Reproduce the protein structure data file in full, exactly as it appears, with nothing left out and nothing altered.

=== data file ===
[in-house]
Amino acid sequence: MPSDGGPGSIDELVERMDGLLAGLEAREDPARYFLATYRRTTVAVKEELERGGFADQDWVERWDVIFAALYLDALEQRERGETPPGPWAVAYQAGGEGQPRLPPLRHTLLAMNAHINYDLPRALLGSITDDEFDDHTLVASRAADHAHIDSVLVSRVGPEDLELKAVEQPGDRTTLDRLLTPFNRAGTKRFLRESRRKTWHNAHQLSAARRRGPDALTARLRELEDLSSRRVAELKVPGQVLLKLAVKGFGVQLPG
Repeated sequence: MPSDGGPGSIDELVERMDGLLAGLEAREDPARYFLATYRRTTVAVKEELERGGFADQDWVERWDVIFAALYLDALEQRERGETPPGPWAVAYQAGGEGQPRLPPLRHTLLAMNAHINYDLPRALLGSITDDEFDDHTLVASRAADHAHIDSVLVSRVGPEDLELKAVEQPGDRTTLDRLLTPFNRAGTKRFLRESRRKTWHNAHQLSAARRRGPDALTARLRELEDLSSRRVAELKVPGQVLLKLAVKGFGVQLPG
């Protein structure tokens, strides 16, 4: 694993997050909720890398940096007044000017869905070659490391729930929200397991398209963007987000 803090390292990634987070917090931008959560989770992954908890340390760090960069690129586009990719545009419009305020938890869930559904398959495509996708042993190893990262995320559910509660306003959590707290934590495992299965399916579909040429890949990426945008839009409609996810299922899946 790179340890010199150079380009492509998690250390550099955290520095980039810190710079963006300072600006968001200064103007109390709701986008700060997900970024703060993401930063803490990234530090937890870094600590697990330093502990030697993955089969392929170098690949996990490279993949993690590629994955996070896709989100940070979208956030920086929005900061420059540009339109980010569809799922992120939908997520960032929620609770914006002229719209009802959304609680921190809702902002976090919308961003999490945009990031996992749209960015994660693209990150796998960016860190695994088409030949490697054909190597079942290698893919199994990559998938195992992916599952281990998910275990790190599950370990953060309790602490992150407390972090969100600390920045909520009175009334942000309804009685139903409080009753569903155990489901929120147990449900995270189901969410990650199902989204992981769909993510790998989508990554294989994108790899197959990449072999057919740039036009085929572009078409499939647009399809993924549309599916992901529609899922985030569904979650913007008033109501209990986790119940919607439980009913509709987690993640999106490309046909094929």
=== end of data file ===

[in-house]
Amino acid sequence: MPSDGGPGSIDELVERMDGLLAGLEAREDPARYFLATYRRTTVAVKEELERGGFADQDWVERWDVIFAALYLDALEQRERGETPPGPWAVAYQAGGEGQPRLPPLRHTLLAMNAHINYDLPRALLGSITDDEFDDHTLVASRAADHAHIDSVLVSRVGPEDLELKAVEQPGDRTTLDRLLTPFNRAGTKRFLRESRRKTWHNAHQLSAARRRGPDALTARLRELEDLSSRRVAELKVPGQVLLKLAVKGFGVQLPG
Repeated sequence: MPSDGGPGSIDELVERMDGLLAGLEAREDPARYFLATYRRTTVAVKEELERGGFADQDWVERWDVIFAALYLDALEQRERGETPPGPWAVAYQAGGEGQPRLPPLRHTLLAMNAHINYDLPRALLGSITDDEFDDHTLVASRAADHAHIDSVLVSRVGPEDLELKAVEQPGDRTTLDRLLTPFNRAGTKRFLRESRRKTWHNAHQLSAARRRGPDALTARLRELEDLSSRRVAELKVPGQVLLKLAVKGFGVQLPG
């Protein structure tokens, strides 16, 4: 694993997050909720890398940096007044000017869905070659490391729930929200397991398209963007987000 803090390292990634987070917090931008959560989770992954908890340390760090960069690129586009990719545009419009305020938890869930559904398959495509996708042993190893990262995320559910509660306003959590707290934590495992299965399916579909040429890949990426945008839009409609996810299922899946 790179340890010199150079380009492509998690250390550099955290520095980039810190710079963006300072600006968001200064103007109390709701986008700060997900970024703060993401930063803490990234530090937890870094600590697990330093502990030697993955089969392929170098690949996990490279993949993690590629994955996070896709989100940070979208956030920086929005900061420059540009339109980010569809799922992120939908997520960032929620609770914006002229719209009802959304609680921190809702902002976090919308961003999490945009990031996992749209960015994660693209990150796998960016860190695994088409030949490697054909190597079942290698893919199994990559998938195992992916599952281990998910275990790190599950370990953060309790602490992150407390972090969100600390920045909520009175009334942000309804009685139903409080009753569903155990489901929120147990449900995270189901969410990650199902989204992981769909993510790998989508990554294989994108790899197959990449072999057919740039036009085929572009078409499939647009399809993924549309599916992901529609899922985030569904979650913007008033109501209990986790119940919607439980009913509709987690993640999106490309046909094929």